Chinese year of the babbler
A new species of babbler has been described from Guangxi province in south-west China close to the border with Vietnam. Named Nonggang Babbler Stachyris nonggangensis, after the reserve at which it was discovered, this new species is closely related to Sooty Babbler S. herberti but is larger and has white crescent patches behind the ear coverts and dark spots on the upper breast and throat.
Ornithologists, Zhou Fang and Jiang Aiwu from Guangxi University first sighted the birds in surveys during 2005 and confirmed its identity as an undescribed taxon the following year. A formal description was published in a recent edition of leading ornithological journal The Auk.
In general behaviour it resembles a wren-babbler of the genus Napothera in that it prefers running to flying, and seems to spend most of its time on the ground foraging for insects between rocks and under fallen leaves. This is in contrast to other closely-related babbler species that spend most of their time foraging in undergrowth and trees, seldom coming to the ground. No nest has yet been found. About 100 pairs of the birds have been observed in Nonggang.
"I have been studying birds in the region since the 1970s but I had never seen it before. Their habitat in the reserve is protected", Zhou says. "But as they could also exist in the karst rainforest outside the reserve, logging and burning wood to make charcoal pose a threat to their wider habitat."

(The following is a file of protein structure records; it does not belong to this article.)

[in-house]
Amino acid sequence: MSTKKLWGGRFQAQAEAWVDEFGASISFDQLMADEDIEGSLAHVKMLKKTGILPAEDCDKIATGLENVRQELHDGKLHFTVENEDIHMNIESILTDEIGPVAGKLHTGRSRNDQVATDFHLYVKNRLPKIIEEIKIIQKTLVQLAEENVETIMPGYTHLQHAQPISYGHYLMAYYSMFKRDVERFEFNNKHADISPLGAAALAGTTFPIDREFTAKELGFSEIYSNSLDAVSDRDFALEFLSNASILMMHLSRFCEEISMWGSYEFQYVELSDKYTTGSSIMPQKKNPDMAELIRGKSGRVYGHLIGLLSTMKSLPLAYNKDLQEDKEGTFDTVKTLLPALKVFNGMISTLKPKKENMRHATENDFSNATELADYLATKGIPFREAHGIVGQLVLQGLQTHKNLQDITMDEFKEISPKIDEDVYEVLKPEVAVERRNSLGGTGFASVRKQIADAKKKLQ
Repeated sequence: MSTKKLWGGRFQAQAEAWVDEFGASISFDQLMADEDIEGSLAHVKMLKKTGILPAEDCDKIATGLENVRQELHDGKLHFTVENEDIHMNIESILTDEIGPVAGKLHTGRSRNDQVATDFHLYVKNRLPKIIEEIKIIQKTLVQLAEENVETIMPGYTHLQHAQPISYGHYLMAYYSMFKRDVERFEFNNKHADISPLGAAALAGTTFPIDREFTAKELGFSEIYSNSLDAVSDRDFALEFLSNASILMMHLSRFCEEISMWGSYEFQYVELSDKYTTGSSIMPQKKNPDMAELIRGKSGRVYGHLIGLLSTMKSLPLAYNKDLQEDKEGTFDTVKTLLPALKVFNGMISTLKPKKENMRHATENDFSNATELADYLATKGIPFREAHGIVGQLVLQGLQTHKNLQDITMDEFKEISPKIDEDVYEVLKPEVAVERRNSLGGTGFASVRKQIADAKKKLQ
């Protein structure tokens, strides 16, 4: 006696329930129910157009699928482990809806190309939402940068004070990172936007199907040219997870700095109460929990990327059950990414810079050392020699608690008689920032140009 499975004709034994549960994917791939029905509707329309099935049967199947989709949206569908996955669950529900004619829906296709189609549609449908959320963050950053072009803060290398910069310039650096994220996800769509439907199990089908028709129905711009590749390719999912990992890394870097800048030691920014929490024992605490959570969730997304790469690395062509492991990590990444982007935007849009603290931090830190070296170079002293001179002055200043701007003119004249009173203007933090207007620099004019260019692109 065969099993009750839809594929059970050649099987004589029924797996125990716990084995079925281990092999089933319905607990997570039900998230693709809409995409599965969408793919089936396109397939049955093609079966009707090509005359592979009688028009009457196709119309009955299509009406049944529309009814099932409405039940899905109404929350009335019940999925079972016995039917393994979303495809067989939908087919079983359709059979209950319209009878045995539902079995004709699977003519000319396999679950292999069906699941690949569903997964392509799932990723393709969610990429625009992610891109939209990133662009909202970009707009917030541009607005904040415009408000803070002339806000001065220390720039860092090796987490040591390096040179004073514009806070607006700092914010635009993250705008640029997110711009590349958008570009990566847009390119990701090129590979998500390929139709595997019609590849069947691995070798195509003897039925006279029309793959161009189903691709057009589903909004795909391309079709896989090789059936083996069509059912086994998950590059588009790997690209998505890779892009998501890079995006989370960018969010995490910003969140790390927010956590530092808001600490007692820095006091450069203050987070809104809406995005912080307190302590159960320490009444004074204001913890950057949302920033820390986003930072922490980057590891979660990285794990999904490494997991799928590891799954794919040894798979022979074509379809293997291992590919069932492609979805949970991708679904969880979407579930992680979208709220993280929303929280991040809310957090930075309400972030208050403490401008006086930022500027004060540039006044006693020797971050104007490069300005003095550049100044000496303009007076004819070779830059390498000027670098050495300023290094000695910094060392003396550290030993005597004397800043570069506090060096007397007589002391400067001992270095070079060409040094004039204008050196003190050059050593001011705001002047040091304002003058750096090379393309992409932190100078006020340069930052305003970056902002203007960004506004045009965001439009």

"This is exciting evidence that there could be many more interesting discoveries awaiting ornithologists in China" —Dr Nigel Collar, BirdLife International
Its natural habitat is karst seasonal rainforest that, following selective cutting, is dominated by Burretiodendron hsienmu.
"The limestone area in south-western Guangxi is part of the Indo-Burma global biodiversity hotspot and the south-east Chinese Mountains Endemic Bird Area, and is one of the most typical tropical karst regions in the world", Zhou continues. "The fragility of the karst ecosystem and its destruction by people pose great threats to the bird's existence. Therefore, research and conservation of the birds in this habitat is very urgent."
"This is exciting evidence that there could be many more interesting discoveries awaiting ornithologists in China", said Dr Nigel Collar, the Leventis Fellow in Conservation biology at BirdLife International.
This taxon will be assessed in due course by the BirdLife taxonomic working group. If treated as a full species, its conservation status will then be evaluated by BirdLife, the Red List Authority for birds on the IUCN Red List of threatened species.
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